The Corner


Wild stuff , if true:

Roots of human family tree are shallow

Whoever it was probably lived a few thousand years ago, somewhere in East Asia — Taiwan, Malaysia and Siberia all are likely locations. He — or she — did nothing more remarkable than be born, live, have children and die.

Yet this was the ancestor of every person now living on Earth — the last person in history whose family tree branches out to touch all 6.5 billion people on the planet today.

That means everybody on Earth descends from somebody who was around as recently as the reign of Tutankhamen, maybe even during the Golden Age of ancient Greece. There’s even a chance that our last shared ancestor lived at the time of Christ.

“It’s a mathematical certainty that that person existed,” said Steve Olson, whose 2002 book “Mapping Human History” traces the history of the species since its origins in Africa more than 100,000 years ago.

It is human nature to wonder about our ancestors — who they were, where they lived, what they were like. People trace their genealogy, collect antiques and visit historical sites hoping to capture just a glimpse of those who came before, to locate themselves in the sweep of history and position themselves in the web of human existence.

But few people realize just how intricately that web connects them not just to people living on the planet today, but to everyone who ever lived.

With the help of a statistician, a computer scientist and a supercomputer, Olson has calculated just how interconnected the human family tree is. You would have to go back in time only 2,000 to 5,000 years — and probably on the low side of that range — to find somebody who could count every person alive today as a descendant.

Update: This reader puts his finger on what bothered me about this story:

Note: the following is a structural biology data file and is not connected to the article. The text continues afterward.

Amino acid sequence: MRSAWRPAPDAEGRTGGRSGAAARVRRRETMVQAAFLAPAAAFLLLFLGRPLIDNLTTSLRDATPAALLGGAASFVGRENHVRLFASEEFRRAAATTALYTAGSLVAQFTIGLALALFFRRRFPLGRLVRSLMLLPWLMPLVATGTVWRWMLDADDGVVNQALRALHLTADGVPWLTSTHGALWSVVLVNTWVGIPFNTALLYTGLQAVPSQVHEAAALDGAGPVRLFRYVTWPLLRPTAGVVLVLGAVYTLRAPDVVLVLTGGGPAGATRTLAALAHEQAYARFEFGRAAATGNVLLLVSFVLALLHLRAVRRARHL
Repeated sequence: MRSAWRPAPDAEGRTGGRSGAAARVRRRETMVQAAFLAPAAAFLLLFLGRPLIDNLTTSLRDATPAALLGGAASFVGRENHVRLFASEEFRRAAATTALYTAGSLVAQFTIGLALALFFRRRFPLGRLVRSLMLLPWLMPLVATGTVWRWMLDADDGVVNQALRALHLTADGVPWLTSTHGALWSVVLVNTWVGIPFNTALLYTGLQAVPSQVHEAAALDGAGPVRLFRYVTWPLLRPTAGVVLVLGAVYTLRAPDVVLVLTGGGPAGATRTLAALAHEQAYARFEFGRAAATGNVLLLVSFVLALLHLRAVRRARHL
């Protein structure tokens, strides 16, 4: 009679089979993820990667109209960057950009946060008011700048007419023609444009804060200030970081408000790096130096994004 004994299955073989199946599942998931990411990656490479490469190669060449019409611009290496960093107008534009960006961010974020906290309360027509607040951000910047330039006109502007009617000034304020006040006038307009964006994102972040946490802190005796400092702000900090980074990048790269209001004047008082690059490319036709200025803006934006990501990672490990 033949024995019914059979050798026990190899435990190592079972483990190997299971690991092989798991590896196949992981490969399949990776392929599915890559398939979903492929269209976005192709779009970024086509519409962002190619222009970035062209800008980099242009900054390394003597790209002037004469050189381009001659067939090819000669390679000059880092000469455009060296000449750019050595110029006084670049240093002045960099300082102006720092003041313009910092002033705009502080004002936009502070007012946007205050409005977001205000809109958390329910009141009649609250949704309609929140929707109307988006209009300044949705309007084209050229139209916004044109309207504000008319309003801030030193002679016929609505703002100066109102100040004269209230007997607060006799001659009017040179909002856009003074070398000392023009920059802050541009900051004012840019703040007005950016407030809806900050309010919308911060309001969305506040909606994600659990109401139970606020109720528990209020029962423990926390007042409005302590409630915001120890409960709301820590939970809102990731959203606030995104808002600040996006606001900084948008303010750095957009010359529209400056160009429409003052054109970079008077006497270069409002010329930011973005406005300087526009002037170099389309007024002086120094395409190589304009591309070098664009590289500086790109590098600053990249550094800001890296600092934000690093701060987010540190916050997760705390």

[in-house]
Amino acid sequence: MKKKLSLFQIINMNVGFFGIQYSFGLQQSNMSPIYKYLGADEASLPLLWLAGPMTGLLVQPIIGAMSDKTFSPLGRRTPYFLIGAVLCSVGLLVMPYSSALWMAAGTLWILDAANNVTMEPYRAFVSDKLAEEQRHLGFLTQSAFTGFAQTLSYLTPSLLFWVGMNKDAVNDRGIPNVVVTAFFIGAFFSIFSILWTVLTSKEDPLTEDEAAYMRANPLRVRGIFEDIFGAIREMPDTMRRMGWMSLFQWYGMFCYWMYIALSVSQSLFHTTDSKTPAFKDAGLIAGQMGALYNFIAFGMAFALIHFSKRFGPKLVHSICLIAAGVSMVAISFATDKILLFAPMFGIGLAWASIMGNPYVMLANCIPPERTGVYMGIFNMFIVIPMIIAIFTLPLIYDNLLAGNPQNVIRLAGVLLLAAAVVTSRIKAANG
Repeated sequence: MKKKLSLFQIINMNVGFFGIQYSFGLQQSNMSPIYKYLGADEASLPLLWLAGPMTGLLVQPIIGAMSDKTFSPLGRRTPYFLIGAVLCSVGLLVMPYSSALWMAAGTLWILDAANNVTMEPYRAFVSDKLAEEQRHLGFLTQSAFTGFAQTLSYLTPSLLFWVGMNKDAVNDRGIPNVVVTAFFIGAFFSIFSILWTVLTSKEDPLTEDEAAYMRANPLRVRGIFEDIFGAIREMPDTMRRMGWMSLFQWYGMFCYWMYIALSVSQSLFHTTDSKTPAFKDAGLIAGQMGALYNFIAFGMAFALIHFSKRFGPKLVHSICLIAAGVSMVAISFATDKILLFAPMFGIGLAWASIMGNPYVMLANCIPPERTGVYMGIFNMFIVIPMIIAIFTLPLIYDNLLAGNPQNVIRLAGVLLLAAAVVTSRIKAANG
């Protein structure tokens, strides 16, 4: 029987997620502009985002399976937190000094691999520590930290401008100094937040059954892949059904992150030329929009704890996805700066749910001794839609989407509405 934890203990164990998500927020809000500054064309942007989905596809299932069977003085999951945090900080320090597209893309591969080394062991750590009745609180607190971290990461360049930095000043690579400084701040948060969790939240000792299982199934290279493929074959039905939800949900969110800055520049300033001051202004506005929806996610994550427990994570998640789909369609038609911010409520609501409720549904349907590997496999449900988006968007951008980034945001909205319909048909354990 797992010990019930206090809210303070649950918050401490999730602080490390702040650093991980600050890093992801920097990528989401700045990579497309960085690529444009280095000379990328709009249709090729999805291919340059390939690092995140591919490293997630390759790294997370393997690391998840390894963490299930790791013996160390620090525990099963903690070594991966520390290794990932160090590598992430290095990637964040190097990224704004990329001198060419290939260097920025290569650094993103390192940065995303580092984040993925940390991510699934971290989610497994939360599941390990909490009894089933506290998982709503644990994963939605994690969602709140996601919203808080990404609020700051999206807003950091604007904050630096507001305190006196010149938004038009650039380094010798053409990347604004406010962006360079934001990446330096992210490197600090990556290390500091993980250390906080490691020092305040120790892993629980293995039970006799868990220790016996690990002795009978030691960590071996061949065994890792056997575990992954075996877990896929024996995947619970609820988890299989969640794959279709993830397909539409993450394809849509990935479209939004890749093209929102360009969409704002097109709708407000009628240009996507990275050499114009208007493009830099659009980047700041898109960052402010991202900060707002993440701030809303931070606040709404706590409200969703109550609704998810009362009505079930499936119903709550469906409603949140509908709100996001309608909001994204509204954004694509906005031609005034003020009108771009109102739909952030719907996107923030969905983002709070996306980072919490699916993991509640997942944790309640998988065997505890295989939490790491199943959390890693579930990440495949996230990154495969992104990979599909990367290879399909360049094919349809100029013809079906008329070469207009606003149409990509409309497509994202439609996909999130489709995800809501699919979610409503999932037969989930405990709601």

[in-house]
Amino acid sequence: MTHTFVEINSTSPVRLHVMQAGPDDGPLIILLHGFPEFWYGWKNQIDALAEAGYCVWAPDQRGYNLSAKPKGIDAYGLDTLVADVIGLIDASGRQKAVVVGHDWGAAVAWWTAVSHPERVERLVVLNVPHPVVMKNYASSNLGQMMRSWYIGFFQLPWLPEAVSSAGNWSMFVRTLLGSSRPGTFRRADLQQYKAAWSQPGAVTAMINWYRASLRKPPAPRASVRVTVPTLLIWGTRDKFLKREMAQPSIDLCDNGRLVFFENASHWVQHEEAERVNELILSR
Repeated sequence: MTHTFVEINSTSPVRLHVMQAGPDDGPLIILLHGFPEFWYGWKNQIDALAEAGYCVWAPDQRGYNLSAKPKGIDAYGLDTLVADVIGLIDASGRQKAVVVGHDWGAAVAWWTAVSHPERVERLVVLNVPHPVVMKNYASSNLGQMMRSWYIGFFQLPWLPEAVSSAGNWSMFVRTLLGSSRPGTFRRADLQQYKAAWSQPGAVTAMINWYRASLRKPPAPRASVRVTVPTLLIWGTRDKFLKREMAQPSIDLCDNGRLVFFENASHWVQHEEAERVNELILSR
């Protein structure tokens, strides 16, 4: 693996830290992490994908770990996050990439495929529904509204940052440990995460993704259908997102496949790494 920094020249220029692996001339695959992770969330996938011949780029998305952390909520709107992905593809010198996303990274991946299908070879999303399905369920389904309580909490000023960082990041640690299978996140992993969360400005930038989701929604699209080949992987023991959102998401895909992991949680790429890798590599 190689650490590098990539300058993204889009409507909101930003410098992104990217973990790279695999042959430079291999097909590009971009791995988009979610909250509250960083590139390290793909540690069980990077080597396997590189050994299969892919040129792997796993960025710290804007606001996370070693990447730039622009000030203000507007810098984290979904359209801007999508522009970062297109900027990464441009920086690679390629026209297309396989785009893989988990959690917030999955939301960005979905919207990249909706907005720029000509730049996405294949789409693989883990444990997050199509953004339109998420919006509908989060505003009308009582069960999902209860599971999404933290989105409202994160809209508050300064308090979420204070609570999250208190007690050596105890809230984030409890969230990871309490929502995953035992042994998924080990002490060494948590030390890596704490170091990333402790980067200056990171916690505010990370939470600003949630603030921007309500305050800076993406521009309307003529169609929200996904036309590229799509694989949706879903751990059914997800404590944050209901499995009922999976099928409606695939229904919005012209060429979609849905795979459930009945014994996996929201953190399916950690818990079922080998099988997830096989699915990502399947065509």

I call shenanigans on that one. Not every Pacific Islander, American Indian,

or dozens of other geographically isolated peoples have interbreed with

someone from Eurasia/Africa since whenever this guy claims.

So he is saying, somehow in the last 5,000 years, someone from

Eurasia/Africa made it into the middle of the Amazon and/or New Guinea to

connect those groups to the rest of the descendants of this mythical


This is hogwash, it’s some stats camp fantasy. For example, there is

evidence of American Indians here in the Americas as far back as 50,000 BC,

so for tens of thousands of years we have geographical isolation, not to

mention the Aboriginal people of Australia or Ainu of northern Japan and/or

Koreans who are also geographically isolated and homogenous for the most


I imagine this will be ripped apart when peer reviewed.

Most Popular

Law & the Courts

The McCabe Firing

I found this run-down over at Lawfare (agnostic on the merits, but rightfully harsh about Trump’s public dumping on McCabe) helpful, especially this section on the professionals who recommended his dismissal: The FBI takes telling the truth extremely seriously: “lack of candor” from employees is a ... Read More
Law & the Courts

One More Point on McCabe . . .

One point to add to Jonathan Turley’s column about Andrew McCabe, and the glaring double standard of whether an FBI official will face obstruction-of-justice charges if he’s caught lying to an FBI internal investigation. In 2015, McCabe's wife Jill ran for a state senate seat in Virginia and received ... Read More
Politics & Policy

‘We Will Reduce Abortion’

Conor Lamb’s success has revived interest in “I’m personally opposed, but.” It’s a rhetorical convention — a cliché, really — that many Catholic Democrats have resorted to ever since Mario Cuomo popularized it with his speech at Notre Dame in 1984, as Alexandra DeSanctis explained a few days ... Read More


In a recent issue, we published a piece on Dante Della Terza, the great Dante scholar at Harvard (now in his nineties). Today, we have an expanded version on the homepage. After the magazine piece was published, I heard from Mark Helprin, the novelist, military analyst, and political writer. I had no idea he had ... Read More

The Pope Francis Challenge

An unforced error from a Vatican communications office the other day drove me a little something like crazy. The nature of the unforced error is that it is wholly unnecessary and typically distracting. And so it was. Days before, as the fifth anniversary of Pope Francis’s election as pope was approaching, a ... Read More